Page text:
Business in China

Question posted by Sash Dublish, on behalf of Business Accounting and Tax Limited in SO18

My client wants to set up an operation in China as a reseller for products like IT Servers, Storage and Networks.

They want to set up a company and appoint a Sales Person in Shanghai.

Want to get an indication of the process and costs of setting of a company in China as well as any potential obstacles.

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Sash -
I can appreciate why your client wishes to work in China as the markets are building and developing more than anywhere else. The first consideration though is to establish if your client is better to actually be in China or work and sell into China from a Hong Kong base.
I am currently in Hong Kong with our partner company that provides tax and compliance advice as well as structuring a company's market entry to China. They would give them all the advice they would wish and they have an office in Shanghai.
Would you like us to get in touch with your client or do you wish to discuss yourself?
Please let me know and your email/tel number. My contact is brian.mclean@meridian-mkt.com.
Thank you.
Regards, Brian

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Jun Zhao, on behalf of Machuan International Education Consultancy in United Kingdom.

The cost of setting up in Shanghai will be tremendous, but it'll be also simpler than other places in China. You need to have someone who has relation network locally there to help you setup the company. It'll be more complex than in the UK. The potential obstacles I can foresee now will be the human resources. You'll find hard to employ someone who's professional, hard working and loyal to the company. You'll also need to know some culture background in order to setup your market quickly. My company provide full scale support to British companies who'd like to explore the Chinese market. Contact me if interested.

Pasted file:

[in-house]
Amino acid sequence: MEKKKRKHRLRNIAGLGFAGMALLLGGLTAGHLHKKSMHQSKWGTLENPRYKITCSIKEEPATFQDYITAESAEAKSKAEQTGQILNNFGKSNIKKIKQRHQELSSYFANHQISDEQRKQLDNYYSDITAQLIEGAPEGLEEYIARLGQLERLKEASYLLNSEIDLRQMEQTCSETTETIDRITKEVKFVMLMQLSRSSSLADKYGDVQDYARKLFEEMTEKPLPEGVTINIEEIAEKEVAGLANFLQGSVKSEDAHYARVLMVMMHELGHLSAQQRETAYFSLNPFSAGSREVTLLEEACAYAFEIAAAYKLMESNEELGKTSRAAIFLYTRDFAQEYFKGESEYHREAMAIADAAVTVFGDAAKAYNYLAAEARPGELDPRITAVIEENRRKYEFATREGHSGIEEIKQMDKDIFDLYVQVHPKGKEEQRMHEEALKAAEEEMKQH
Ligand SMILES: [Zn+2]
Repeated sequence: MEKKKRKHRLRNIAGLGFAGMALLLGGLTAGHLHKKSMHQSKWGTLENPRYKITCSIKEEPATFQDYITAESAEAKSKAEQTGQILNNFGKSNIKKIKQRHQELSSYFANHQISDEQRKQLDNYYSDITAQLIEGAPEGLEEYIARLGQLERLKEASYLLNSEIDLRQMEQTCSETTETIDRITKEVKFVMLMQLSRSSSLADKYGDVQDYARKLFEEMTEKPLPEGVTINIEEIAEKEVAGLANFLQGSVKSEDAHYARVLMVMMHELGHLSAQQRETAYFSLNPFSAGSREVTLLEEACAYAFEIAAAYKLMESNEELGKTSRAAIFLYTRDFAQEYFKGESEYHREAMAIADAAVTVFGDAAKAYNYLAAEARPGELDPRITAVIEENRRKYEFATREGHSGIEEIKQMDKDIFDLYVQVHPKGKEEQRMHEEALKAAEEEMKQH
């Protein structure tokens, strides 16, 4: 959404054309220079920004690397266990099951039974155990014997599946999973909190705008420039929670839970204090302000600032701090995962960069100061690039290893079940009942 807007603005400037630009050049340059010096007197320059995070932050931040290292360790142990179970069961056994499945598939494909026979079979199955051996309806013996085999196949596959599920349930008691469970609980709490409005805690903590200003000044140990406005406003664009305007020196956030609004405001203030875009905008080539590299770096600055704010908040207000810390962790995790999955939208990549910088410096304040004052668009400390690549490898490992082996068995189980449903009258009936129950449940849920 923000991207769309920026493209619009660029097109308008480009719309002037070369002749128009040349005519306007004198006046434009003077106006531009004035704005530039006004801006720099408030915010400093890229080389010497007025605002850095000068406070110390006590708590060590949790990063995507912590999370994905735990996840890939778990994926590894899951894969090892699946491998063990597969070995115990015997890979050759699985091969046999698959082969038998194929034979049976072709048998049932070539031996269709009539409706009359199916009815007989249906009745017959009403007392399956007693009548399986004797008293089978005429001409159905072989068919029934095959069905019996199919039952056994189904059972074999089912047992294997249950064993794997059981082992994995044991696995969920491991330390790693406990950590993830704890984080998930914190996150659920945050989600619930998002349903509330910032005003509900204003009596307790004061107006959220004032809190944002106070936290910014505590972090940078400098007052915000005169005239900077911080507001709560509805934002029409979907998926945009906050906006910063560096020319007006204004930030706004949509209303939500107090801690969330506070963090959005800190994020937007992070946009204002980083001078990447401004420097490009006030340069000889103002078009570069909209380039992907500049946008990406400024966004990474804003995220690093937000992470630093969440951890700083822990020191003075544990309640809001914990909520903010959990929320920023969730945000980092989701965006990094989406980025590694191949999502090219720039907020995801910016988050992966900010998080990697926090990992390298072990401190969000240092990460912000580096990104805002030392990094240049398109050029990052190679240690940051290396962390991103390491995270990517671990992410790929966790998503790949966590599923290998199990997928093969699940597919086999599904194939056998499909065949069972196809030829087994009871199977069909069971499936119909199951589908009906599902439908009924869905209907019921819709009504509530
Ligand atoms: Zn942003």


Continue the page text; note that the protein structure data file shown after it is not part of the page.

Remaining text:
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Mike Josypenko, on behalf of The Institute of Export in PE2.

As previous respondants have indicated, the cost of setting up an office in China will be great, especially in Shanghai: also the administrative side of things can be complex, depending on what type of presence you want to set up. I would strongly suggest that your first point of contact should be the China Britain Business Council (CBBC). They have offices throughout the UK & China, and should be able to give you lots of useful advice.

I am no expert, but I did look into opening a Chinese office a year or two back, and it wasn't cheap or easy. I don't know if the rules have changed now, but at that time you could either open up a full commercial office or a representative office. The full commercial office is very complex, but should be able to engage in all functions, including sales, billing, collecting payments from clients. A representative office would be suitable for having a sales presence on the ground, but cannot conduct sales transactions or remit currency.

Also, don't expect the cost of staff to be cheap. Even a new graduate can command good salaries (comparable with some EU countries).

You would also need to look into the issue of repatriating income from sales.

Definitely recommend CBBC as your next step.: http://www.cbbc.org/

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Mike Josypenko, on behalf of The Institute of Export in PE2.

As previous respondants have indicated, the cost of setting up an office in China will be great, especially in Shanghai: also the administrative side of things can be complex, depending on what type of presence you want to set up. I would strongly suggest that your first point of contact should be the China Britain Business Council (CBBC). They have offices throughout the UK & China, and should be able to give you lots of useful advice.

I am no expert, but I did look into opening a Chinese office a year or two back, and it wasn't cheap or easy. I don't know if the rules have changed now, but at that time you could either open up a full commercial office or a representative office. The full commercial office is very complex, but should be able to engage in all functions, including sales, billing, collecting payments from clients. A representative office would be suitable for having a sales presence on the ground, but cannot conduct sales transactions or remit currency.

Also, don't expect the cost of staff to be cheap. Even a new graduate can command good salaries (comparable with some EU countries).

You would also need to look into the issue of repatriating income from sales.

Definitely recommend CBBC as your next step.: http://www.cbbc.org/

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Thanks for the replies

Wondered if anyone had any information on the actual steps involved in setting up a company, minimum share capital and costs of setting up including office costs (one person). There are other considerations but if the costs of set up are too high then this may become a show stopper.

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